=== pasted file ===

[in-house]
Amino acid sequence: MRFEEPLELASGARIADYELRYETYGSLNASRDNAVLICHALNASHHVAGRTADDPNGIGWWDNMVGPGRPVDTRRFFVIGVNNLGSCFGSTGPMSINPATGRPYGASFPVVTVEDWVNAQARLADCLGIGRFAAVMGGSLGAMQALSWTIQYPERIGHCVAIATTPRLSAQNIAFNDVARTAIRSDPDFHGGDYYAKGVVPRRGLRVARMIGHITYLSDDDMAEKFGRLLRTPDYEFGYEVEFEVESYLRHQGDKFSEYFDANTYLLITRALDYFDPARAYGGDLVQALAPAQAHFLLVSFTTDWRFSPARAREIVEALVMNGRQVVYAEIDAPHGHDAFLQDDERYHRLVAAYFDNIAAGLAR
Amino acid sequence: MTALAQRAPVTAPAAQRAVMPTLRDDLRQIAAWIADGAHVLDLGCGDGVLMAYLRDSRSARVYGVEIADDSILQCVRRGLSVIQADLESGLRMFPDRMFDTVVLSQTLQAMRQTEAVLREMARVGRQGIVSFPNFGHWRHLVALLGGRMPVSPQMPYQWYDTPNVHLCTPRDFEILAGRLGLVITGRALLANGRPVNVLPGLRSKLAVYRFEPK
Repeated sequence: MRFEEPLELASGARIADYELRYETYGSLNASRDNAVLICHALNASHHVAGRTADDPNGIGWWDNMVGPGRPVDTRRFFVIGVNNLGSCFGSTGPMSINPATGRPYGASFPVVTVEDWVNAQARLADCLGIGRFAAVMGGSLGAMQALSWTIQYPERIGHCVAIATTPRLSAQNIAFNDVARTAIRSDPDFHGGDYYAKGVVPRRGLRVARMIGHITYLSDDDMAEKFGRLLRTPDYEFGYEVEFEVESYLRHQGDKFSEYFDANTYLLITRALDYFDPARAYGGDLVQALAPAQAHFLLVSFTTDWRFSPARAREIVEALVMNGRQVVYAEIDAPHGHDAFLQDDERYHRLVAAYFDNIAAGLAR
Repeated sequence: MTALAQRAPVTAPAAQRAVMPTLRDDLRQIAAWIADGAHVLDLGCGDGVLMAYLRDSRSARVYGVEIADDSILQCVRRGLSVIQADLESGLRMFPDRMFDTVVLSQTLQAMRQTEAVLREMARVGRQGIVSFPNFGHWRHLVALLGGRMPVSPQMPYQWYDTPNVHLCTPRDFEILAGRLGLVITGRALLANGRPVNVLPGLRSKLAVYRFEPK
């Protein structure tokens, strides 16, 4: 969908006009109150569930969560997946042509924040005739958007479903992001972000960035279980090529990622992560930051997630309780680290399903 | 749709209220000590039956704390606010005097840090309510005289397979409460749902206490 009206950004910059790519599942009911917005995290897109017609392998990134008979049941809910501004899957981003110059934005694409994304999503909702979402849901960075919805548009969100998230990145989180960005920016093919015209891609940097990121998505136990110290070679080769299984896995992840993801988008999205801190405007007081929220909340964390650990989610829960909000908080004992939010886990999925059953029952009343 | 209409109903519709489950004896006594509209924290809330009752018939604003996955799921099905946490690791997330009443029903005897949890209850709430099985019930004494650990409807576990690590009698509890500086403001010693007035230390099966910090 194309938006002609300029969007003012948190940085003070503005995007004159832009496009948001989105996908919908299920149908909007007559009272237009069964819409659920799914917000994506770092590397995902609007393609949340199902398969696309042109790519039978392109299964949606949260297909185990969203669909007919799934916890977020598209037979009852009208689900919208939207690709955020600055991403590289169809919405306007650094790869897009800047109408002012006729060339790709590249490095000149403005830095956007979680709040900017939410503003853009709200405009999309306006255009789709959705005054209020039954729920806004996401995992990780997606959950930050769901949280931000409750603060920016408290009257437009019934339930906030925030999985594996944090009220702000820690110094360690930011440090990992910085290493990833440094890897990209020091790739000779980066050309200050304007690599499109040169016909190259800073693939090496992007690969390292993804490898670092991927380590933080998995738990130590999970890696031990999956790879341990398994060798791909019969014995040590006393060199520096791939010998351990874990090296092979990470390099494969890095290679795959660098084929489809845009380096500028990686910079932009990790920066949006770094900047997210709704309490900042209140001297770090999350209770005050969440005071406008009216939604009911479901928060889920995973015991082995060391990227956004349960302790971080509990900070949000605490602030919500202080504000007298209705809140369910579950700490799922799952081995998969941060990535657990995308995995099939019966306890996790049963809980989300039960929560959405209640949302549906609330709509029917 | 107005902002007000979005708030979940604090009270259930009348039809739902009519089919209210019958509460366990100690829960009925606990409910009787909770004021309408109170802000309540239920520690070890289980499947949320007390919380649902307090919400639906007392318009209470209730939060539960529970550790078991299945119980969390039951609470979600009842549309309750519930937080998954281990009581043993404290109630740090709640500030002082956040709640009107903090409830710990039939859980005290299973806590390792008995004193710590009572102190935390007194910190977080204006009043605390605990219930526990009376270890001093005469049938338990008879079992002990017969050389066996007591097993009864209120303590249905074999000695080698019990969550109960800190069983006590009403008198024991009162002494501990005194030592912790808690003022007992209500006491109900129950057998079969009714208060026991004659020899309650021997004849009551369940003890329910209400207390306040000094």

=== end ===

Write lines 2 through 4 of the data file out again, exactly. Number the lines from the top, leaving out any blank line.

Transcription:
Amino acid sequence: MRFEEPLELASGARIADYELRYETYGSLNASRDNAVLICHALNASHHVAGRTADDPNGIGWWDNMVGPGRPVDTRRFFVIGVNNLGSCFGSTGPMSINPATGRPYGASFPVVTVEDWVNAQARLADCLGIGRFAAVMGGSLGAMQALSWTIQYPERIGHCVAIATTPRLSAQNIAFNDVARTAIRSDPDFHGGDYYAKGVVPRRGLRVARMIGHITYLSDDDMAEKFGRLLRTPDYEFGYEVEFEVESYLRHQGDKFSEYFDANTYLLITRALDYFDPARAYGGDLVQALAPAQAHFLLVSFTTDWRFSPARAREIVEALVMNGRQVVYAEIDAPHGHDAFLQDDERYHRLVAAYFDNIAAGLAR
Amino acid sequence: MTALAQRAPVTAPAAQRAVMPTLRDDLRQIAAWIADGAHVLDLGCGDGVLMAYLRDSRSARVYGVEIADDSILQCVRRGLSVIQADLESGLRMFPDRMFDTVVLSQTLQAMRQTEAVLREMARVGRQGIVSFPNFGHWRHLVALLGGRMPVSPQMPYQWYDTPNVHLCTPRDFEILAGRLGLVITGRALLANGRPVNVLPGLRSKLAVYRFEPK
Repeated sequence: MRFEEPLELASGARIADYELRYETYGSLNASRDNAVLICHALNASHHVAGRTADDPNGIGWWDNMVGPGRPVDTRRFFVIGVNNLGSCFGSTGPMSINPATGRPYGASFPVVTVEDWVNAQARLADCLGIGRFAAVMGGSLGAMQALSWTIQYPERIGHCVAIATTPRLSAQNIAFNDVARTAIRSDPDFHGGDYYAKGVVPRRGLRVARMIGHITYLSDDDMAEKFGRLLRTPDYEFGYEVEFEVESYLRHQGDKFSEYFDANTYLLITRALDYFDPARAYGGDLVQALAPAQAHFLLVSFTTDWRFSPARAREIVEALVMNGRQVVYAEIDAPHGHDAFLQDDERYHRLVAAYFDNIAAGLAR